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Crystal Crescent named one of North America's Top 50 Beaches

FlightNetwork says white sands and clear blue water at the provincial park's three beaches make them look tropical
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Crystal Crescent Provincial Park (Meghan Groff/HalifaxToday.ca)

Sambro Creek's Crystal Crescent has been named one of North America's Top 50 Beaches by FlightNetwork.

The travel website says, despite having an annual average temperature of 18C, the soft, white sands and clear blue water at the provincial park's three beaches make them look tropical.

It's ranked 16th on this list, which highlights its birding and wildlife viewing, along with access to the hiking trail at Pennant Point.

Author of Best Nova Scotia Beaches, Allan Billard, agrees it's one of the best options near Halifax.

"It has beautiful white sand, it's lovely to walk on," he told NEWS 95.7's The Rick Howe Show. "The water's pretty cold, but hey, you go to the beach to be on the beach. You don't necessarily have to get wet."

Crystal Crescent was one of 4 Nova Scotian beaches to make the list.

Meat Cove placed highest in spot 14. FlightNetwork points to the stunning views that can be experienced from nearby kayaking, camping and hiking spots.

Billard said the gravel beach at the northern tip of Cape Breton isn't anything special for Nova Scotia, but the surrounding landscape is certainly worth the trek.

"A heck of a drive into there, just a fabulous bit of coastal scenery. I wouldn't go for the beach but I would sure recommend people go to Meat Cove."

Cape Breton's Ingonish Beach came in 35th.

"During the summer months, the water is clear and blue, hedged by rolling green hills that end right at the water's edge," said FlightNetwork. "If you tire of the saltwater, hop over to Freshwater Lake just a few steps away across the barachois connecting the two areas."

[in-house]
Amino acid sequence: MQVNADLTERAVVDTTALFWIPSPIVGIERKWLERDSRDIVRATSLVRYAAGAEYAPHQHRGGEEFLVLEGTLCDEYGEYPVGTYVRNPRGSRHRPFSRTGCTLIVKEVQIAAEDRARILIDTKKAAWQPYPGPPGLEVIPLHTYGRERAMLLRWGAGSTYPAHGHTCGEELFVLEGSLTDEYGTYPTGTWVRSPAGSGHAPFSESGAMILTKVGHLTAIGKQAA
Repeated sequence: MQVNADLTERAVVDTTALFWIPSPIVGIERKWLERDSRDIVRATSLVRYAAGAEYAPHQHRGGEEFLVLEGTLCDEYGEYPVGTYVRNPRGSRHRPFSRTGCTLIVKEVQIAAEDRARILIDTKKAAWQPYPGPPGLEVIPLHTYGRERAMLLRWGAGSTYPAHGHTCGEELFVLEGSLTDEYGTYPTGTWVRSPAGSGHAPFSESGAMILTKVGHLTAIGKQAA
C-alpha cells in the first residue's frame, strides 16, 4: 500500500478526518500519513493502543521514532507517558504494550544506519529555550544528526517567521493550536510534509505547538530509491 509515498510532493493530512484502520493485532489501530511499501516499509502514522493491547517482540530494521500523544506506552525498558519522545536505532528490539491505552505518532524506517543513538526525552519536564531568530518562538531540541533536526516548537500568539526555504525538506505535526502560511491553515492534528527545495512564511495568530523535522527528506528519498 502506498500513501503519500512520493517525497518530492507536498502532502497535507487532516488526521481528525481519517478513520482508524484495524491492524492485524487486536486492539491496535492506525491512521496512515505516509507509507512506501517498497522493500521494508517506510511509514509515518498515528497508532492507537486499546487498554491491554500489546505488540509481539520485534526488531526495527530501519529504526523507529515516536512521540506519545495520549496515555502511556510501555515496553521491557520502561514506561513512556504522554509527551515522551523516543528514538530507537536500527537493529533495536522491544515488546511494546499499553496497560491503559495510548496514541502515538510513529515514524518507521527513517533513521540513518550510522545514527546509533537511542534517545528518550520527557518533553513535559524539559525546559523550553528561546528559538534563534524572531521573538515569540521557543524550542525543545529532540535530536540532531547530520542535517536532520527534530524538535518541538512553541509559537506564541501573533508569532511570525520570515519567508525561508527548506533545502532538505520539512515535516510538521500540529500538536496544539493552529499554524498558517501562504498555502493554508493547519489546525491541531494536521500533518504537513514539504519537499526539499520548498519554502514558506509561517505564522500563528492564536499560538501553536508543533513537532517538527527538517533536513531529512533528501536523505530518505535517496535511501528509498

Billard said they're referring to a smaller beach that's part of Cape Breton National Park.

"The bigger community of Ingonish, it has a much longer and quieter beach. It's not quite as nice sand, but a much bigger beach and that often times is referred to the North Beach," he said.

The south shore's Carters Beach is the lowest ranked Nova Scotian beach on the list at number 37, with FlightNetwork calling it a "beautiful, sparkling beach experience that is stunning and one-of-a-kind."

The website points to it's "white sands and Caribbean turquoise waters."

For those same reasons, Billard said he'd place it at #1 on his list of beaches.

"The sand is gorgeous, the water is reasonably warm and when the tide is out, you get to walk from one beach to another beach to another beach," he described. "The further you get away from the parking lot, the fewer people there are."

The big downside according to Billard, is lack of parking and facilities. Also, due to its growing popularity, Carters has become quite crowded in recent years.

New Brunswick's Hopewell Rocks placed 27th on the list and Prince Edward Island's Cavendish Beach is 33rd.

According to FlightNetwork, Mexico's Tulum Beach is the best in North America.




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Meghan Groff

About the Author: Meghan Groff

Born in Michigan, raised in Ontario, schooled in Indiana & lives in Nova Scotia; Meghan is the community editor for HalifaxToday.ca.
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